iOS 4 — what is it good for?

6:30am. I wake up, somewhat weary. Rather coincidentally, random shuffle on my iPhone throws up the following lyrics:

"Wake up in the morning, and I raise my weary head/Got an old coat for a pillow, and the earth was last night's bed"

Well, that would explain why my back hurts. I can only hope that the upgrade to iOS 4 doesn't involve being shot down in a blaze of glory. It would give me an excuse to upgrade to an iPhone 4, but I'd have to wait at least a month for that.

What does seem to be being shot down is my broadband allowance. The update is 378.0MB. I'm not sure why iTunes needs to tell me about the .0 of a megabyte it's not downloading. Perhaps it's meant to make me feel better. I'm just hopeful that as my ISP doesn't count iTunes song downloads against my cap, perhaps OS upgrades will be free as well.

Anyone considering the jump should also bear in mind that you'll probably double that figure in App updates alone as well, even if some of them are just noted as "working" under iOS 4 anyway.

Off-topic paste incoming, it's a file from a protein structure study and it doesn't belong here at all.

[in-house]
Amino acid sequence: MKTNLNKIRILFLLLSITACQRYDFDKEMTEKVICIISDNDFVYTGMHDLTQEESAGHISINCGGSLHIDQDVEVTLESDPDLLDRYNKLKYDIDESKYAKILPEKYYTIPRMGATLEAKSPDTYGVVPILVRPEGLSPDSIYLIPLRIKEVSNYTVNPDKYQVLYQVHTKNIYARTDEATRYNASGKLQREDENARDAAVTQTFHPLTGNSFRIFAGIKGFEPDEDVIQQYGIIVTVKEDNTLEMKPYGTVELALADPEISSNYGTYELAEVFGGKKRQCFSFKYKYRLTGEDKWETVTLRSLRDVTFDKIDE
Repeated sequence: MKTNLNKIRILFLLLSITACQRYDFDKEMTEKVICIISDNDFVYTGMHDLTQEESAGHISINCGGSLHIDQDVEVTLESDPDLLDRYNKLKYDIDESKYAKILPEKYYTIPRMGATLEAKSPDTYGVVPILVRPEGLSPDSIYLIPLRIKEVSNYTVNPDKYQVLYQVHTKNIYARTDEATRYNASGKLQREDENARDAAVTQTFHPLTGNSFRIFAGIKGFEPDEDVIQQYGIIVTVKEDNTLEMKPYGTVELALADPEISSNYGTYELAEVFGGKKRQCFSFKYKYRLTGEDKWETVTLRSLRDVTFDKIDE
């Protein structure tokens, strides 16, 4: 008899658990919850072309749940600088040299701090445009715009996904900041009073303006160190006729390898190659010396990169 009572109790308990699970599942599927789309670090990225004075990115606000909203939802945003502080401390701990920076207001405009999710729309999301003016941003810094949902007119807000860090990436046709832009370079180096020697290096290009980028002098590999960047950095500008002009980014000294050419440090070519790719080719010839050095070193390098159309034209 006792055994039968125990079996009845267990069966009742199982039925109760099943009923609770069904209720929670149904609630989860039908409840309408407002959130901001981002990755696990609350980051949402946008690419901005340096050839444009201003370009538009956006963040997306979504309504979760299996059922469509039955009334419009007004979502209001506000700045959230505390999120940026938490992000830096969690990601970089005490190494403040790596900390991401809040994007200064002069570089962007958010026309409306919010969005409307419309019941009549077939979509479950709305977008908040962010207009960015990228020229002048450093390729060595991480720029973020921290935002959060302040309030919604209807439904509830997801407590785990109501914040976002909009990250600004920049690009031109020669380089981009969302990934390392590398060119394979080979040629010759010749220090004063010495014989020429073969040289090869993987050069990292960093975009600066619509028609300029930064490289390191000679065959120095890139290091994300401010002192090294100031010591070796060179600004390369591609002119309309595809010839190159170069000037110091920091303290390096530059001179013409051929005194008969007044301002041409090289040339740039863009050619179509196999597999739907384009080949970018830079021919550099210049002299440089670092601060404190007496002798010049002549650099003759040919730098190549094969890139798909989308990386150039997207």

The next ten minutes pass in a blur of coffee and toast-making, as well as discovering that one of the fuses for the lights has popped. You probably don't need to know that, but it's ever so slightly more interesting than telling you to stare at a download screen for ten minutes.

While the download processes, I'm left pondering the fate of the early adopter. iOS 4 marks a breaking point, as anyone who grey-imported an original model iPhone, or legitimately purchased a first-generation iPod touch (I'm in that camp) will be left twisting in the wind on iOS (as it's now known) 3. I do wonder what that does to the security of iOS 3 devices. I'm not stupid enough to think that there aren't security holes, but hopeful that the ongoing install base will be small enough to mean that it's not worthwhile for the bad folk to warrant chasing it. It's a worthwhile bet that iOS 4 has something of a target on its back.

I'm somewhat surprised when, at 7:10am, the update is finished, and iTunes politely informs me that my iPhone is restarting. For whatever reason, a nearby connected iPad starts syncing again. Perhaps it's pining for iOS 4. Not for you, flatty! Not yet, anyway.

It's at this point that my only-just-processing-the-coffee brain remembers that the bulk of my iTunes music resides on a NAS and not locally, and that if the iOS 4 update involves re-synchronising all my music, it's going to throw up all sorts of interesting errors. It might be something of a quiet morning as a result.